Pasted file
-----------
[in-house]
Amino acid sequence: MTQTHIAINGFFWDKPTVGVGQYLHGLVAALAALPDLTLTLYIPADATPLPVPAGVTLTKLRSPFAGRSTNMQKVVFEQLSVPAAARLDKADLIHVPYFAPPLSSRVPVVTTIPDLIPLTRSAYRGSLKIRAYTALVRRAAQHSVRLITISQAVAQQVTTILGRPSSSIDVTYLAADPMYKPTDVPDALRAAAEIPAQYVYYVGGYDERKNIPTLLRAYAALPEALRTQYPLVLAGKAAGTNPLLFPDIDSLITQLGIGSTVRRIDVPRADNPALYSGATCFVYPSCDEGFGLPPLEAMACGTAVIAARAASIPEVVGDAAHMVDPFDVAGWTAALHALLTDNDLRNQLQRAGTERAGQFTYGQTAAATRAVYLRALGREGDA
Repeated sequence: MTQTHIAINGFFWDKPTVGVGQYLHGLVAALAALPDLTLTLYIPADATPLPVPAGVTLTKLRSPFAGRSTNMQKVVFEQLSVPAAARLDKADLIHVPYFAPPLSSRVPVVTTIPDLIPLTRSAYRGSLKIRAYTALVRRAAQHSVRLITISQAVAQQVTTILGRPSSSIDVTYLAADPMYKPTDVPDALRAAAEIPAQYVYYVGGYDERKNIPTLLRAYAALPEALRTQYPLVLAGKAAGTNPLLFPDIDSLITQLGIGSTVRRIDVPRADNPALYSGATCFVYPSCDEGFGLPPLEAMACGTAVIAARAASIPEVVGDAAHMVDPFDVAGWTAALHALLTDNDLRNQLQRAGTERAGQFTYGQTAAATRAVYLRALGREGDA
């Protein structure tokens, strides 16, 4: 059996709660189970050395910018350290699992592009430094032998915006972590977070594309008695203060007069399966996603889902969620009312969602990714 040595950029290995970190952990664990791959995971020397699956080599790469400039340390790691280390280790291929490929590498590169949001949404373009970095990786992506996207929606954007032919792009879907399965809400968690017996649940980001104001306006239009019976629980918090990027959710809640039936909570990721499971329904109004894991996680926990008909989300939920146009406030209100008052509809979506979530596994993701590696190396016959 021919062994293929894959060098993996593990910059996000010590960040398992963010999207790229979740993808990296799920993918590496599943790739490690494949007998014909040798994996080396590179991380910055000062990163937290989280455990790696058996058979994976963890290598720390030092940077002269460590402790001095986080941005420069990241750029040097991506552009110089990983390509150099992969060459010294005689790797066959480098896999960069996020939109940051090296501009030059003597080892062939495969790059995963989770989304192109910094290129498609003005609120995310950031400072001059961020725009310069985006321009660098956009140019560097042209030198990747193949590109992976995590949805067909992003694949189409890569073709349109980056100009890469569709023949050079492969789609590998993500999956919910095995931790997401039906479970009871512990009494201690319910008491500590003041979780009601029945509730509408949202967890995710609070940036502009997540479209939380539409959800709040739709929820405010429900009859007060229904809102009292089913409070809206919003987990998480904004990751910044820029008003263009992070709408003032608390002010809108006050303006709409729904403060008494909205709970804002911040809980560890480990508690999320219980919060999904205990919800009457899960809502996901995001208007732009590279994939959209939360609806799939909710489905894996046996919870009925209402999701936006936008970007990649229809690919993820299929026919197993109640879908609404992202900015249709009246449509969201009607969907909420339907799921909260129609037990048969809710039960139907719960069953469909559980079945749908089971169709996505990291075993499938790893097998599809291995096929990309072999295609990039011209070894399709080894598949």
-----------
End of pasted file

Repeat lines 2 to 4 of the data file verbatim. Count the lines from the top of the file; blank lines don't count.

Amino acid sequence: MTQTHIAINGFFWDKPTVGVGQYLHGLVAALAALPDLTLTLYIPADATPLPVPAGVTLTKLRSPFAGRSTNMQKVVFEQLSVPAAARLDKADLIHVPYFAPPLSSRVPVVTTIPDLIPLTRSAYRGSLKIRAYTALVRRAAQHSVRLITISQAVAQQVTTILGRPSSSIDVTYLAADPMYKPTDVPDALRAAAEIPAQYVYYVGGYDERKNIPTLLRAYAALPEALRTQYPLVLAGKAAGTNPLLFPDIDSLITQLGIGSTVRRIDVPRADNPALYSGATCFVYPSCDEGFGLPPLEAMACGTAVIAARAASIPEVVGDAAHMVDPFDVAGWTAALHALLTDNDLRNQLQRAGTERAGQFTYGQTAAATRAVYLRALGREGDA
Repeated sequence: MTQTHIAINGFFWDKPTVGVGQYLHGLVAALAALPDLTLTLYIPADATPLPVPAGVTLTKLRSPFAGRSTNMQKVVFEQLSVPAAARLDKADLIHVPYFAPPLSSRVPVVTTIPDLIPLTRSAYRGSLKIRAYTALVRRAAQHSVRLITISQAVAQQVTTILGRPSSSIDVTYLAADPMYKPTDVPDALRAAAEIPAQYVYYVGGYDERKNIPTLLRAYAALPEALRTQYPLVLAGKAAGTNPLLFPDIDSLITQLGIGSTVRRIDVPRADNPALYSGATCFVYPSCDEGFGLPPLEAMACGTAVIAARAASIPEVVGDAAHMVDPFDVAGWTAALHALLTDNDLRNQLQRAGTERAGQFTYGQTAAATRAVYLRALGREGDA
């Protein structure tokens, strides 16, 4: 059996709660189970050395910018350290699992592009430094032998915006972590977070594309008695203060007069399966996603889902969620009312969602990714 040595950029290995970190952990664990791959995971020397699956080599790469400039340390790691280390280790291929490929590498590169949001949404373009970095990786992506996207929606954007032919792009879907399965809400968690017996649940980001104001306006239009019976629980918090990027959710809640039936909570990721499971329904109004894991996680926990008909989300939920146009406030209100008052509809979506979530596994993701590696190396016959 021919062994293929894959060098993996593990910059996000010590960040398992963010999207790229979740993808990296799920993918590496599943790739490690494949007998014909040798994996080396590179991380910055000062990163937290989280455990790696058996058979994976963890290598720390030092940077002269460590402790001095986080941005420069990241750029040097991506552009110089990983390509150099992969060459010294005689790797066959480098896999960069996020939109940051090296501009030059003597080892062939495969790059995963989770989304192109910094290129498609003005609120995310950031400072001059961020725009310069985006321009660098956009140019560097042209030198990747193949590109992976995590949805067909992003694949189409890569073709349109980056100009890469569709023949050079492969789609590998993500999956919910095995931790997401039906479970009871512990009494201690319910008491500590003041979780009601029945509730509408949202967890995710609070940036502009997540479209939380539409959800709040739709929820405010429900009859007060229904809102009292089913409070809206919003987990998480904004990751910044820029008003263009992070709408003032608390002010809108006050303006709409729904403060008494909205709970804002911040809980560890480990508690999320219980919060999904205990919800009457899960809502996901995001208007732009590279994939959209939360609806799939909710489905894996046996919870009925209402999701936006936008970007990649229809690919993820299929026919197993109640879908609404992202900015249709009246449509969201009607969907909420339907799921909260129609037990048969809710039960139907719960069953469909559980079945749908089971169709996505990291075993499938790893097998599809291995096929990309072999295609990039011209070894399709080894598949």